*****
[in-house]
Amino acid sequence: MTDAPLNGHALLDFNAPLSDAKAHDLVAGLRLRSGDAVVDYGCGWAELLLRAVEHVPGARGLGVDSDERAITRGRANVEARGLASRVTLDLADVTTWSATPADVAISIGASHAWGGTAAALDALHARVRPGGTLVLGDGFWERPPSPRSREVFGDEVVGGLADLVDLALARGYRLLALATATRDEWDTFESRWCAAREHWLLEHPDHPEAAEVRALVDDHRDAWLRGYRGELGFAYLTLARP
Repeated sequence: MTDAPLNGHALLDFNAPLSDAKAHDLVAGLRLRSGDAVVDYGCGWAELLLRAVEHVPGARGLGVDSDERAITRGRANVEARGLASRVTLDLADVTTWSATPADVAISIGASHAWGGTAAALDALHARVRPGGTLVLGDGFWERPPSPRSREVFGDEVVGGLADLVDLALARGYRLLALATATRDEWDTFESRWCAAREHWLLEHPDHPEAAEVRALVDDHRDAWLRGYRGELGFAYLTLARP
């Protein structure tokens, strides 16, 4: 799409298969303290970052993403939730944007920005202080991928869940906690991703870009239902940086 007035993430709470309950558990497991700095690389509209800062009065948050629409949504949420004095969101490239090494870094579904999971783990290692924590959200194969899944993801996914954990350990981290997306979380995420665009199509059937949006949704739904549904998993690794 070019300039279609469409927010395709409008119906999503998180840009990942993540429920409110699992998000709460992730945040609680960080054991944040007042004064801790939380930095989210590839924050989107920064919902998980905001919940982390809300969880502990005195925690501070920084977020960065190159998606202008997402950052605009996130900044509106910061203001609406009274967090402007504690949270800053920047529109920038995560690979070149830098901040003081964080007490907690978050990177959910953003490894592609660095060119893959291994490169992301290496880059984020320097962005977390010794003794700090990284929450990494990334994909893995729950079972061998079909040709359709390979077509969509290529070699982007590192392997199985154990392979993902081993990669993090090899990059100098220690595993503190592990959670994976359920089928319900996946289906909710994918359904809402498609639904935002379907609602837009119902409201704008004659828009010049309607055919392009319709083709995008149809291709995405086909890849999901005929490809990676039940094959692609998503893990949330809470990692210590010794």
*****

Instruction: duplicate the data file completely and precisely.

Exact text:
[in-house]
Amino acid sequence: MTDAPLNGHALLDFNAPLSDAKAHDLVAGLRLRSGDAVVDYGCGWAELLLRAVEHVPGARGLGVDSDERAITRGRANVEARGLASRVTLDLADVTTWSATPADVAISIGASHAWGGTAAALDALHARVRPGGTLVLGDGFWERPPSPRSREVFGDEVVGGLADLVDLALARGYRLLALATATRDEWDTFESRWCAAREHWLLEHPDHPEAAEVRALVDDHRDAWLRGYRGELGFAYLTLARP
Repeated sequence: MTDAPLNGHALLDFNAPLSDAKAHDLVAGLRLRSGDAVVDYGCGWAELLLRAVEHVPGARGLGVDSDERAITRGRANVEARGLASRVTLDLADVTTWSATPADVAISIGASHAWGGTAAALDALHARVRPGGTLVLGDGFWERPPSPRSREVFGDEVVGGLADLVDLALARGYRLLALATATRDEWDTFESRWCAAREHWLLEHPDHPEAAEVRALVDDHRDAWLRGYRGELGFAYLTLARP
């Protein structure tokens, strides 16, 4: 799409298969303290970052993403939730944007920005202080991928869940906690991703870009239902940086 007035993430709470309950558990497991700095690389509209800062009065948050629409949504949420004095969101490239090494870094579904999971783990290692924590959200194969899944993801996914954990350990981290997306979380995420665009199509059937949006949704739904549904998993690794 070019300039279609469409927010395709409008119906999503998180840009990942993540429920409110699992998000709460992730945040609680960080054991944040007042004064801790939380930095989210590839924050989107920064919902998980905001919940982390809300969880502990005195925690501070920084977020960065190159998606202008997402950052605009996130900044509106910061203001609406009274967090402007504690949270800053920047529109920038995560690979070149830098901040003081964080007490907690978050990177959910953003490894592609660095060119893959291994490169992301290496880059984020320097962005977390010794003794700090990284929450990494990334994909893995729950079972061998079909040709359709390979077509969509290529070699982007590192392997199985154990392979993902081993990669993090090899990059100098220690595993503190592990959670994976359920089928319900996946289906909710994918359904809402498609639904935002379907609602837009119902409201704008004659828009010049309607055919392009319709083709995008149809291709995405086909890849999901005929490809990676039940094959692609998503893990949330809470990692210590010794």